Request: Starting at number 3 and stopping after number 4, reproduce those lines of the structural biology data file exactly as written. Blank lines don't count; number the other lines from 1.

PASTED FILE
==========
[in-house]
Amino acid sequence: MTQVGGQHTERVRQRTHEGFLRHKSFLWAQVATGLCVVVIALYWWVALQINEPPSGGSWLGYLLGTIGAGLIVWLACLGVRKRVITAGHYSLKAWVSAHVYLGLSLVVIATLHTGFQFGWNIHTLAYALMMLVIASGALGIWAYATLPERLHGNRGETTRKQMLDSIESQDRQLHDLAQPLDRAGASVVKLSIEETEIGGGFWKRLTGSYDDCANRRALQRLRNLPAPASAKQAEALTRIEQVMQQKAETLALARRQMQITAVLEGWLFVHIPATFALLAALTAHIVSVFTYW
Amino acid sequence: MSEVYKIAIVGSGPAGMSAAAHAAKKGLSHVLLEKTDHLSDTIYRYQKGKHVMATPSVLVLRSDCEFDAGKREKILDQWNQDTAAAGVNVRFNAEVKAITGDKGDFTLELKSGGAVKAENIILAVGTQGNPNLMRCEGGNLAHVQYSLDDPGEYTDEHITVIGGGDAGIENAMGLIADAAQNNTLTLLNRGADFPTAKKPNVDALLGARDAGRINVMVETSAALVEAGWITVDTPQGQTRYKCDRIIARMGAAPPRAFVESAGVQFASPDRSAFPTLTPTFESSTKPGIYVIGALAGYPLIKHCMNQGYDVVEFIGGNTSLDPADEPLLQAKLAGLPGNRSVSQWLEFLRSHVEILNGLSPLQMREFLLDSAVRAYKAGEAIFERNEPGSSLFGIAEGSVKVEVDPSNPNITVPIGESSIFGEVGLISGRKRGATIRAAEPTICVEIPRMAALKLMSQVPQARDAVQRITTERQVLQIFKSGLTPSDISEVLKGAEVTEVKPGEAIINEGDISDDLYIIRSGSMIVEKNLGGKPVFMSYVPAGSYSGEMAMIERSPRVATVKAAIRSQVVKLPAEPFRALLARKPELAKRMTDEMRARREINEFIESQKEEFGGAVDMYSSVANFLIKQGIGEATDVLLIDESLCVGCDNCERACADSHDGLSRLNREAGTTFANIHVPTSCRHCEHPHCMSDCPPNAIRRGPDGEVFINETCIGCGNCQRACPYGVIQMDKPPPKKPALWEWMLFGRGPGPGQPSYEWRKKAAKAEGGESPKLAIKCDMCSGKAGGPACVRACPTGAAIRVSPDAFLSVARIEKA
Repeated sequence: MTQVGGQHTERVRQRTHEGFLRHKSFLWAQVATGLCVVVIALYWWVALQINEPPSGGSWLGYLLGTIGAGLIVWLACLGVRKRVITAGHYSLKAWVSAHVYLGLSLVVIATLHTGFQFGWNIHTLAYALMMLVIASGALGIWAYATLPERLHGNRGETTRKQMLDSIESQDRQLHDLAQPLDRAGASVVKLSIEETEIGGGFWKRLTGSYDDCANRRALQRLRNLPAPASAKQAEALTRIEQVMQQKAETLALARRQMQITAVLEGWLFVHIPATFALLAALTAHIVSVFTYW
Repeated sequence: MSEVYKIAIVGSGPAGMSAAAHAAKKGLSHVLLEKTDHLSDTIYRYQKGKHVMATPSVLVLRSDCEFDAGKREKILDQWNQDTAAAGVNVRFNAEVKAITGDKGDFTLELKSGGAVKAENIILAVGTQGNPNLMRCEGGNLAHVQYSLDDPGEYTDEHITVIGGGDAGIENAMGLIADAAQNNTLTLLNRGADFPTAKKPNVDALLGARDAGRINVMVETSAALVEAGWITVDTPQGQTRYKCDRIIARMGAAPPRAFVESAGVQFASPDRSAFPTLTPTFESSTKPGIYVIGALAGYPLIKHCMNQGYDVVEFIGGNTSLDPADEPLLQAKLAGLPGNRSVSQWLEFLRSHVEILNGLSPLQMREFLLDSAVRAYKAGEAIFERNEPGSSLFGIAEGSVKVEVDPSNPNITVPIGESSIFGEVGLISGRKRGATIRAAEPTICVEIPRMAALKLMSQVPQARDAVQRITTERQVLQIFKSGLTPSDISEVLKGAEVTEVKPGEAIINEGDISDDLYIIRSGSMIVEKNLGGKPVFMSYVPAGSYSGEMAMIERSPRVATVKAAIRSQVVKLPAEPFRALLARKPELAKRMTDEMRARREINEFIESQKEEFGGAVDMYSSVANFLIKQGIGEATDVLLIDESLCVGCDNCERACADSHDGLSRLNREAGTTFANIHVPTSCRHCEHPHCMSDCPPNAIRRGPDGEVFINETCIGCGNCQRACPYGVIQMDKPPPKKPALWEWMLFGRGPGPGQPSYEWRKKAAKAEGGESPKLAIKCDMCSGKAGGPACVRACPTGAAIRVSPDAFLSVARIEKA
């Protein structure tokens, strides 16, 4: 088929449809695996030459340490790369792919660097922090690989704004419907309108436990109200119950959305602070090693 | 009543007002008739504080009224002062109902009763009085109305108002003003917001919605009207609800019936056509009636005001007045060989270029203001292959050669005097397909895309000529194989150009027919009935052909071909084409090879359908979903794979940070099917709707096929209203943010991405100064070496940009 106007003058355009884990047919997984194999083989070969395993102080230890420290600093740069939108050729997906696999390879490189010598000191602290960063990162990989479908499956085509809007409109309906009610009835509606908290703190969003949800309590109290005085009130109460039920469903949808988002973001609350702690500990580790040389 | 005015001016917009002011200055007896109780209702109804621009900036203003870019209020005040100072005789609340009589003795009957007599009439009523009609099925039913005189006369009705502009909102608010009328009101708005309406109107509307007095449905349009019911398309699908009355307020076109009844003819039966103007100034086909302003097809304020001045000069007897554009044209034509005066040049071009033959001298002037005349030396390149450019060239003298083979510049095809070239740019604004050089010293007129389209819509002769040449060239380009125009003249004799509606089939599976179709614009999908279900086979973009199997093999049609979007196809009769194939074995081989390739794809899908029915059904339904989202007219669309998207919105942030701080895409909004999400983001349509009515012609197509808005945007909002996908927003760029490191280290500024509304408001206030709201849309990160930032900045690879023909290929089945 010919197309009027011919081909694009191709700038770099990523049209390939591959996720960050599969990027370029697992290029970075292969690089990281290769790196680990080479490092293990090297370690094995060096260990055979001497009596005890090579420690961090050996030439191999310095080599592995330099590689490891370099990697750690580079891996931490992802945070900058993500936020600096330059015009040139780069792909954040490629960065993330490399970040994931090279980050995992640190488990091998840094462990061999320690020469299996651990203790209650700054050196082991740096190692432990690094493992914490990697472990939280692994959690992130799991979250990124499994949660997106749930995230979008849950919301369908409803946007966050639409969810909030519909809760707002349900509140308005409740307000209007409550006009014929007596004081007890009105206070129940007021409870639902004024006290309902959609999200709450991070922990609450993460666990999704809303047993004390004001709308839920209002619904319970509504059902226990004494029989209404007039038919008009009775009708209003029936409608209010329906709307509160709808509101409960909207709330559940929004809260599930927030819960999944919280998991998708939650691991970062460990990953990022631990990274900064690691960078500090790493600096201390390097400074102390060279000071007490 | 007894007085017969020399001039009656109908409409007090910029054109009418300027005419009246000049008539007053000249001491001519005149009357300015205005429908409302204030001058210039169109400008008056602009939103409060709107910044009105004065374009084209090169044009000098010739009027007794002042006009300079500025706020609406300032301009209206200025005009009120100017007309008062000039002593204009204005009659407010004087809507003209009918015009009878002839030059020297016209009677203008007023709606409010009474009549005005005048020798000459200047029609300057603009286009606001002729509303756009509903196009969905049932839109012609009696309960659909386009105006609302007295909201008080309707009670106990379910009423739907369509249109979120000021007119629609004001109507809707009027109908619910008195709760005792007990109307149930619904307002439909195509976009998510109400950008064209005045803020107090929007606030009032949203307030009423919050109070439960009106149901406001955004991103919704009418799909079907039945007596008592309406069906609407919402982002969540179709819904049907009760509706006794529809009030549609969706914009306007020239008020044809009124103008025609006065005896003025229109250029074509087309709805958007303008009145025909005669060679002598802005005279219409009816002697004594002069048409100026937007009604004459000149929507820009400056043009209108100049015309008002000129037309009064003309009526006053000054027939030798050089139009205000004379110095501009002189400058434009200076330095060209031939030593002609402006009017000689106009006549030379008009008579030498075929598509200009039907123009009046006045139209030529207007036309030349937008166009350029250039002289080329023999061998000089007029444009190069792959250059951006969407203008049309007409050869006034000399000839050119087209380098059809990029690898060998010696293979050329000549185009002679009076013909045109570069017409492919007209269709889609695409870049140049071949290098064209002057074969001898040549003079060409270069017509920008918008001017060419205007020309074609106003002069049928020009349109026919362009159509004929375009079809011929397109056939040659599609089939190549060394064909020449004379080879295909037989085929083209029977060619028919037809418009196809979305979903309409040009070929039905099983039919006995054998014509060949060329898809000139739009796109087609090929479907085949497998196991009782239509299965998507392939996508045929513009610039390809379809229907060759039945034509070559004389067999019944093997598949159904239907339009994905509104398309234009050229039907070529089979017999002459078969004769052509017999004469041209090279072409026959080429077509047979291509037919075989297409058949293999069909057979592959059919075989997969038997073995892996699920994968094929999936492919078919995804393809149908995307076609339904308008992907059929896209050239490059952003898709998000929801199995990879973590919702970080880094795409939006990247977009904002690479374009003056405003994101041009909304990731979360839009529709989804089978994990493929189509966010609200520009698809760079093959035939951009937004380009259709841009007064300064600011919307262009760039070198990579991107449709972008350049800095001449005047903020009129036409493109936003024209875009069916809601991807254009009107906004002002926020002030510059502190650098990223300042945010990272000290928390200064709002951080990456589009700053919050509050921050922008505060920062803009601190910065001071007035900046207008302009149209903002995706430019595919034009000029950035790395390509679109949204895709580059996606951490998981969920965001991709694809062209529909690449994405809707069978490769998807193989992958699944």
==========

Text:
Amino acid sequence: MSEVYKIAIVGSGPAGMSAAAHAAKKGLSHVLLEKTDHLSDTIYRYQKGKHVMATPSVLVLRSDCEFDAGKREKILDQWNQDTAAAGVNVRFNAEVKAITGDKGDFTLELKSGGAVKAENIILAVGTQGNPNLMRCEGGNLAHVQYSLDDPGEYTDEHITVIGGGDAGIENAMGLIADAAQNNTLTLLNRGADFPTAKKPNVDALLGARDAGRINVMVETSAALVEAGWITVDTPQGQTRYKCDRIIARMGAAPPRAFVESAGVQFASPDRSAFPTLTPTFESSTKPGIYVIGALAGYPLIKHCMNQGYDVVEFIGGNTSLDPADEPLLQAKLAGLPGNRSVSQWLEFLRSHVEILNGLSPLQMREFLLDSAVRAYKAGEAIFERNEPGSSLFGIAEGSVKVEVDPSNPNITVPIGESSIFGEVGLISGRKRGATIRAAEPTICVEIPRMAALKLMSQVPQARDAVQRITTERQVLQIFKSGLTPSDISEVLKGAEVTEVKPGEAIINEGDISDDLYIIRSGSMIVEKNLGGKPVFMSYVPAGSYSGEMAMIERSPRVATVKAAIRSQVVKLPAEPFRALLARKPELAKRMTDEMRARREINEFIESQKEEFGGAVDMYSSVANFLIKQGIGEATDVLLIDESLCVGCDNCERACADSHDGLSRLNREAGTTFANIHVPTSCRHCEHPHCMSDCPPNAIRRGPDGEVFINETCIGCGNCQRACPYGVIQMDKPPPKKPALWEWMLFGRGPGPGQPSYEWRKKAAKAEGGESPKLAIKCDMCSGKAGGPACVRACPTGAAIRVSPDAFLSVARIEKA
Repeated sequence: MTQVGGQHTERVRQRTHEGFLRHKSFLWAQVATGLCVVVIALYWWVALQINEPPSGGSWLGYLLGTIGAGLIVWLACLGVRKRVITAGHYSLKAWVSAHVYLGLSLVVIATLHTGFQFGWNIHTLAYALMMLVIASGALGIWAYATLPERLHGNRGETTRKQMLDSIESQDRQLHDLAQPLDRAGASVVKLSIEETEIGGGFWKRLTGSYDDCANRRALQRLRNLPAPASAKQAEALTRIEQVMQQKAETLALARRQMQITAVLEGWLFVHIPATFALLAALTAHIVSVFTYW